Review: Spanish duo Samot & Surit aka NX1 continue their deep dance floor techno mission on NX1 04. Like its predecessors, the fourth instalment is all about fusing esoteric, soft-focus elements with robust, rhythmic elements. "NX1_04-010" sets the tone for the release, its eerie filters and spacey breakdowns unfolding over sharp, metallic rhythms and heavy beats. "NX1_04-011" is more moody, with grey scale textures combined with a bleeding acid line and a slamming rhythm, while "NX1_04-011 " brings the release to a fitting climax. There, the kicks are heavier, the percussion more firing and even the chords resonate with a darker intent.
Review: Across their releases for esteemed labels like Semantica, Modularz and their own eponymous imprint, NX1 have shown themselves to masters of the kind of throbbing techno so beloved of producers like Function and Developer, and this release sees them arrive on M_Rec with four of their most devastating productions to date. Keeping their track titles typically brief, they opt to use the "MR" prefix this time round; "MR1" rolls forward with the inevitability of an out of control juggernaut, as pulsing bass slips between clattering percussion, while "MR2" offers abstract modular noise in conjunction with Fachwerk-style house touches. "MR3" offers a rasping bass and tumbling rhythm akin to Shifted's recent OCS banger "Chapter", while "MR4" combines subtly swung yet whiplash-inducing percussion with an ominous sequence of swelling chords and abstract drones.
Review: This split release on Developer's label brings together some of the finest names in modern techno. The label owner weighs in with two excellent tracks. "They Ring for Madness" is a tracky, moody affair, led by eerie textures and a functional rhythm. "More Matter" is more groovy, its rolling rhythm punctuated by big filter sweeps and hissing percussion. Adrian Lopez follows a similar route with "Estructura", with snappy percussion and up-building chords providing the basis for the rolling groove and concrete beats. Finally, the mysterious Spanish producer NX1 completes the package with "MZ2", its drum-heavy arrangement full of dramatic chord sweeps.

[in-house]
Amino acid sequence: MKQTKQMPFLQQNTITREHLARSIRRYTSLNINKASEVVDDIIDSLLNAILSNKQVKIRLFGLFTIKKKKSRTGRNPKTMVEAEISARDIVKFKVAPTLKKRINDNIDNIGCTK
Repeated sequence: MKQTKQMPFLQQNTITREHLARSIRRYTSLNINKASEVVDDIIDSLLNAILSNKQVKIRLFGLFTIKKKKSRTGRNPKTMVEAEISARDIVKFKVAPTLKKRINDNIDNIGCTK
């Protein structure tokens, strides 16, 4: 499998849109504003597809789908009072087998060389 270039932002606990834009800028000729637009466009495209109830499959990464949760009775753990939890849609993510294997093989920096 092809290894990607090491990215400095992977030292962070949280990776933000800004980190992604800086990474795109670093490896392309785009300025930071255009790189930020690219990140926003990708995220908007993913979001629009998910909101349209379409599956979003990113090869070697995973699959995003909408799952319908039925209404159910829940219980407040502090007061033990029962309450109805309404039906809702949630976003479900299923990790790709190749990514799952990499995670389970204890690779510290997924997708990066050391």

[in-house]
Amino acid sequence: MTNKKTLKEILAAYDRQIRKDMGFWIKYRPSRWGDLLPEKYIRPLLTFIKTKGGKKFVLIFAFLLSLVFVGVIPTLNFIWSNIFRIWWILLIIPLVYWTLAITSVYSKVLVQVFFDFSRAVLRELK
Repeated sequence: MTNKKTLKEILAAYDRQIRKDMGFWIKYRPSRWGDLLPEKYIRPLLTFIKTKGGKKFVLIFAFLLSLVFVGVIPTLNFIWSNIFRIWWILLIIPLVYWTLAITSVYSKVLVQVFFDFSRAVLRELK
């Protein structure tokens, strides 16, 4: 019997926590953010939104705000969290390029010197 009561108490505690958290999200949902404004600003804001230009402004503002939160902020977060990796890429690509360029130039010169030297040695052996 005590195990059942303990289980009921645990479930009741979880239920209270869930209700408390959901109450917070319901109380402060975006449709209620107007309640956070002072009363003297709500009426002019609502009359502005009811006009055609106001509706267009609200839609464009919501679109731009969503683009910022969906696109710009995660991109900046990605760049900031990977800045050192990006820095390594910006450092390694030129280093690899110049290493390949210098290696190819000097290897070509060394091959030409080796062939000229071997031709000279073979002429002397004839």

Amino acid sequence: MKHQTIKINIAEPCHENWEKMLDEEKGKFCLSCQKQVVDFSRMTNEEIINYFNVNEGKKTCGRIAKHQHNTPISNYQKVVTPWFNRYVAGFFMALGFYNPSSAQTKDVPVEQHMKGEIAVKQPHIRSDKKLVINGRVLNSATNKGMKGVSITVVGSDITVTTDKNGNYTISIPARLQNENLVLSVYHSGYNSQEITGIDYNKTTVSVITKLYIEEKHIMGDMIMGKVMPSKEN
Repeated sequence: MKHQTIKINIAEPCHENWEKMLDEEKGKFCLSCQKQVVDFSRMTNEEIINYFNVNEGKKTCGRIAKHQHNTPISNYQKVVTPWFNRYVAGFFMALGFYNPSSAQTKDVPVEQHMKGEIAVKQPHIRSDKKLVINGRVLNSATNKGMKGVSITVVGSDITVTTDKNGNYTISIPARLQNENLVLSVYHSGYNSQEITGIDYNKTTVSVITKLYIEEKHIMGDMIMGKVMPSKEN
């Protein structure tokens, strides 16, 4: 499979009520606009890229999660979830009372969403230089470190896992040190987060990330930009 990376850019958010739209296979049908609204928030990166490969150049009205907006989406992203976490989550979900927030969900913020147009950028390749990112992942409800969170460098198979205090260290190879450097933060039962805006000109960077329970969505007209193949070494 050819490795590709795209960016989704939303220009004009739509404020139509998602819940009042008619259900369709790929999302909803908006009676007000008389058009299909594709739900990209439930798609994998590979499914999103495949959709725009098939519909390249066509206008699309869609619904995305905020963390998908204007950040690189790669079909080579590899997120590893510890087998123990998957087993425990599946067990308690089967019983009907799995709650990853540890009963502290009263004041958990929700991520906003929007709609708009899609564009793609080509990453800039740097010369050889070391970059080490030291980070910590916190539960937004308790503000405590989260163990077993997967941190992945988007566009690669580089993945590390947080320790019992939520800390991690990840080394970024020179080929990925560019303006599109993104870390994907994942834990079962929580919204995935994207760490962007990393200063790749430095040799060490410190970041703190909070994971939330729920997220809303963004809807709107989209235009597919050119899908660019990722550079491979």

Review: Joan Sureda delivers three more peerless, pure techno cuts for his NX1 label. Eschewing titles and concepts in favour of advanced sound design and thought-provoking sounds, he hits the target each time. "03 007" is a hypnotic affair, reminiscent of 90s labels like Pure Plastic or A13. A resonating chord is set to heavy claps and heaving drums, while the ticking metal bead percussion provides an extra layer of movement. "008" is more upfront and abrasive, with a surging bassline and a slamming rhythm also underpinning chords, albeit more intense ones than on the previous track. Finally, "009" is an ambient affair that flows and ebbs in an evocative manner.
Review: With releases to his credit on his own NX and Svreca's Semantica label, it's fair to say that Spanish producer Joan Sureda's star is in the ascent. DR EP won't do his reputation any harm either, especially as the doubled up tribal beats and whooshing filter on the title track sound refreshing and effective when compared to the droning, Gothic indulgences many producers have fallen foul of. The label has put together an impressive set of remixes: Victor Martinez doesn't stray far from the original version but toughens up the beats, while label boss Paul Boex delivers a version marked by tonal bleeps and repetitive industrial riffs. The best remix though is Aiken's, whose surging chords and infectious cowbells make for a curious but compatible combination
Review: This second release by the anonymous NX1 is all about keeping it simple. "004" starts off with hazy, dubby effects before progressing into a hissing, driving techno track. "005" gets to the point faster, with rattling percussion pitted against a massive filter and heavy beats supporting the straightforward yet effective interplay between both elements. Finally, "006" opts for a similar approach; the groove is rolling, the filters twist and turn at every possible moment and the relentless, chain mail percussion ensures that the arrangement will have the requisite effect on peak-time dance floors. It's functional techno with style and grace.
Review: Joan 'Suri' Sureda unveils his latest recording project, which draws heavily on the influence of purist, austere techno sources. "001" starts the EP off in rumbling, menacing mode, as a wobbly bass and an off-beat rhythm underpin firing percussion and a euphoric chord sequence that spirals its way to a heady climax. "002" is somewhat more subdued as its wobbling, liquid bass underscores rich chords and militaristic, doubled up claps power the arrangement along. However, neither track can prepare the listener for "003". More slamming and based on a straight rhythm, Sureda's surging, building chords and nagging, hissing hats guarantees its place in peak-time sets. File somewhere between Sleeparchive, Sandwell District and Rob Hood.